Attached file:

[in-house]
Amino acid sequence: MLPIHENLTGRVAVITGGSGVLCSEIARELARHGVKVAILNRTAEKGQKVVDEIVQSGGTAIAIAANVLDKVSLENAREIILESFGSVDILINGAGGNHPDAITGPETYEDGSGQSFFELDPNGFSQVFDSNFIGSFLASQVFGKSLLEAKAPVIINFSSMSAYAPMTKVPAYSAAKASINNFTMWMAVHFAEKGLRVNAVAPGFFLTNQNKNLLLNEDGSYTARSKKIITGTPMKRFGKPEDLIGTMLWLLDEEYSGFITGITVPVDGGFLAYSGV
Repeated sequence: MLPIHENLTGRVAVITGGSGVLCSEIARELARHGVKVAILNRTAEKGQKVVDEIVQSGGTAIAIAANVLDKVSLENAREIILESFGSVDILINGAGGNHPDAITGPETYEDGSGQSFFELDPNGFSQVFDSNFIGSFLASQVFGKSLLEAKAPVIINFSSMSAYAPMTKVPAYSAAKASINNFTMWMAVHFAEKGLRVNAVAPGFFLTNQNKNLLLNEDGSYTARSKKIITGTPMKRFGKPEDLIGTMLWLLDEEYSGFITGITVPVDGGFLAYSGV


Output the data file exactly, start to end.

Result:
[in-house]
Amino acid sequence: MLPIHENLTGRVAVITGGSGVLCSEIARELARHGVKVAILNRTAEKGQKVVDEIVQSGGTAIAIAANVLDKVSLENAREIILESFGSVDILINGAGGNHPDAITGPETYEDGSGQSFFELDPNGFSQVFDSNFIGSFLASQVFGKSLLEAKAPVIINFSSMSAYAPMTKVPAYSAAKASINNFTMWMAVHFAEKGLRVNAVAPGFFLTNQNKNLLLNEDGSYTARSKKIITGTPMKRFGKPEDLIGTMLWLLDEEYSGFITGITVPVDGGFLAYSGV
Repeated sequence: MLPIHENLTGRVAVITGGSGVLCSEIARELARHGVKVAILNRTAEKGQKVVDEIVQSGGTAIAIAANVLDKVSLENAREIILESFGSVDILINGAGGNHPDAITGPETYEDGSGQSFFELDPNGFSQVFDSNFIGSFLASQVFGKSLLEAKAPVIINFSSMSAYAPMTKVPAYSAAKASINNFTMWMAVHFAEKGLRVNAVAPGFFLTNQNKNLLLNEDGSYTARSKKIITGTPMKRFGKPEDLIGTMLWLLDEEYSGFITGITVPVDGGFLAYSGV